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A new report details the wide-ranging toll of the COVID-19 pandemic on children, especially those from Black, Latino, Native American and low-income families.
The experts who authored the report are calling for swift action from federal and state government agencies to mitigate these impacts, address inequities and prepare for a future pandemic.
“… our country will need to commit to targeted and sustained investments, programs, services, supports and interventions to counteract the pandemic’s direct and indirect negative effects on child and family well-being,” said Tumaini Rucker Coker, M.D., M.B.A, FAAP, chief of the Division of General Pediatrics at Seattle Children’s Hospital. “By prioritizing these investments, we can ensure a generation of children, despite living through the COVID-19 pandemic, can have the opportunity to achieve their full potential in health and well-being.”
Dr. Coker chaired the National Academies of Sciences, Engineering, and Medicine committee that wrote the more than 200-page report “Addressing the Long-Term Effects of the COVID-19 Pandemic on Children and Families,” which she and fellow committee members discussed during a webinar Thursday.
Authors said the pandemic impacted children’s and families’ social, emotional, physical, mental, educational and economic well-being. They detailed the increases in depression, anxiety, maternal mortality, job loss, food insecurity and substance overdose deaths. There also was declining school enrollment, falling reading and math test scores and delays in preventive care and immunizations.
The pandemic came at a time when the country already was grappling with issues like racial and income inequality, political divides and a child mental health crisis. The pandemic took the greatest toll on children and families that are Black, Latino, Native American and low-income.
“Disasters or large-scale public health events like the COVID-19 pandemic can highlight, and in some cases exacerbate pre-existing vulnerabilities resulting from long-standing societal inequities,” said Committee member Stephanie M. Jones, Ph.D., a developmental psychologist from Harvard University.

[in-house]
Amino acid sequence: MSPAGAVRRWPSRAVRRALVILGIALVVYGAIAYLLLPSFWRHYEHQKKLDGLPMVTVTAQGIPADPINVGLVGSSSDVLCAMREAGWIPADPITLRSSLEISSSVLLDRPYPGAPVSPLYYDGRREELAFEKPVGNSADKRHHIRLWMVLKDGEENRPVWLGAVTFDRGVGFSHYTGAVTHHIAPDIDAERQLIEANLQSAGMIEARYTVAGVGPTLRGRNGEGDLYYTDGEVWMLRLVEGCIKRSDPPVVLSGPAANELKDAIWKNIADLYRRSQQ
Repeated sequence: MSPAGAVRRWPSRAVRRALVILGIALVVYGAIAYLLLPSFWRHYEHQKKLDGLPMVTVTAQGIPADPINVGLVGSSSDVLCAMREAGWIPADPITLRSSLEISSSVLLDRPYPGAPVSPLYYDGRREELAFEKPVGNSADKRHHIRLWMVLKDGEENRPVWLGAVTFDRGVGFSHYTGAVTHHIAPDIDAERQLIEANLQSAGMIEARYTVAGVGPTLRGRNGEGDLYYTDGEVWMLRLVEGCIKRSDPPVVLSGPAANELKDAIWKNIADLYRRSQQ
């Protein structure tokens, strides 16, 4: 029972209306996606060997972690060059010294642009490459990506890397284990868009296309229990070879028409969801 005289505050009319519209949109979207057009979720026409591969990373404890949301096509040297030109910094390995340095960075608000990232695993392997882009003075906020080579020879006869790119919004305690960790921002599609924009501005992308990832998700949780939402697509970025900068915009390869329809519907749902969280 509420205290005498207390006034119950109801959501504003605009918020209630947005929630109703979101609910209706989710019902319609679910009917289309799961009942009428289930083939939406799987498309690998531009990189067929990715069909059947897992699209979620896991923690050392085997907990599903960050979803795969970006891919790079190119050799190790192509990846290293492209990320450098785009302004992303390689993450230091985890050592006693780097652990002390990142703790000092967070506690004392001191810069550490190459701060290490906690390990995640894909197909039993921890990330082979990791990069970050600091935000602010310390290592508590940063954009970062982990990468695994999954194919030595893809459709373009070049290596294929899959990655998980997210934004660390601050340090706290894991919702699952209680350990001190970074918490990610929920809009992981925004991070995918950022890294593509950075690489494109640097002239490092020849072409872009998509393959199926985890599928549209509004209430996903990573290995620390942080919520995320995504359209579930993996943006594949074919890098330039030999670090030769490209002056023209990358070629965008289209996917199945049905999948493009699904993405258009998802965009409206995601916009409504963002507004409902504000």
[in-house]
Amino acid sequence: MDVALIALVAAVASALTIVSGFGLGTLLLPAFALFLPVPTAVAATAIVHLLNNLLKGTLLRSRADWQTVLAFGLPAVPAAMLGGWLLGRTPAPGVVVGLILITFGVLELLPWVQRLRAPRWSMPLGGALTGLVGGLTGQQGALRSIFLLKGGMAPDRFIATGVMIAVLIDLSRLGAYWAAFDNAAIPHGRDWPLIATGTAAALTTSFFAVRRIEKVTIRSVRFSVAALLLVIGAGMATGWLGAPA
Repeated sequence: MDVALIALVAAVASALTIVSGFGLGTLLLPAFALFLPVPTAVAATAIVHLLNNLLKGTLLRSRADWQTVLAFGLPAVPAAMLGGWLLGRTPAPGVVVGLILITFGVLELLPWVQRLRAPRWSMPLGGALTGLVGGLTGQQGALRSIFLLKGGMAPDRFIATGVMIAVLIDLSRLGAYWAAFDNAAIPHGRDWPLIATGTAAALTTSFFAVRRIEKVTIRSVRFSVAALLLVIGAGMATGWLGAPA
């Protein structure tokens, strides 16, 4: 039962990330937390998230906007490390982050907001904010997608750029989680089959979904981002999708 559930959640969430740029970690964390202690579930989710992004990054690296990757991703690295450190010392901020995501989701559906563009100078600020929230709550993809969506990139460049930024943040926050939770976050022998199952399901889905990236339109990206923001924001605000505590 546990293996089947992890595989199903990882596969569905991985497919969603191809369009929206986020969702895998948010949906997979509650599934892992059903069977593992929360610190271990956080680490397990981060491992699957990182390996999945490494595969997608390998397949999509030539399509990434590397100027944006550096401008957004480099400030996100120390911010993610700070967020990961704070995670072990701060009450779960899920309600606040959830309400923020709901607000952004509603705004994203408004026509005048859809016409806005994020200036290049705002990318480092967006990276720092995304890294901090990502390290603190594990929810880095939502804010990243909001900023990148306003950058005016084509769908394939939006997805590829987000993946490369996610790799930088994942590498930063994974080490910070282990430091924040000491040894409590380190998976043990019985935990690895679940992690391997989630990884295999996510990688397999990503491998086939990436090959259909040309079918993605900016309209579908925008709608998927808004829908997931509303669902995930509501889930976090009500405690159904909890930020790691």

The committee made detailed recommendations to federal and state government agencies to address the immediate and long-term effects of the pandemic, collect more comprehensive data and prepare for the next pandemic. They include
- planning for future public health disasters with a focus on groups at greatest risk;
- funding high-poverty schools, early childhood education, behavioral health services, Temporary Assistance for Needy Families, child care subsidies and other safety net programs;
- government support for paid family leave and paid sick programs;
- strengthening and expanding Medicaid coverage;
- continuing the child tax credit expansion and
- additional research and data collection.
Committee member Michelle Sarche, Ph.D., associate professor in the Colorado School of Public Health’s Centers for American Indian and Alaska Native Health, said the recommendations “are a path forward to recover from the harms of the pandemic and support programs and policies to rectify the inequities that have made the pandemic’s impact disproportionate.”
“Without targeted investments in programs, services, supports and interventions to counteract the pandemic’s direct and indirect negative impact on child and family well-being, the pandemic’s impacts are likely to be long lasting with negative effects not only on children and families but also on society at large,” she said.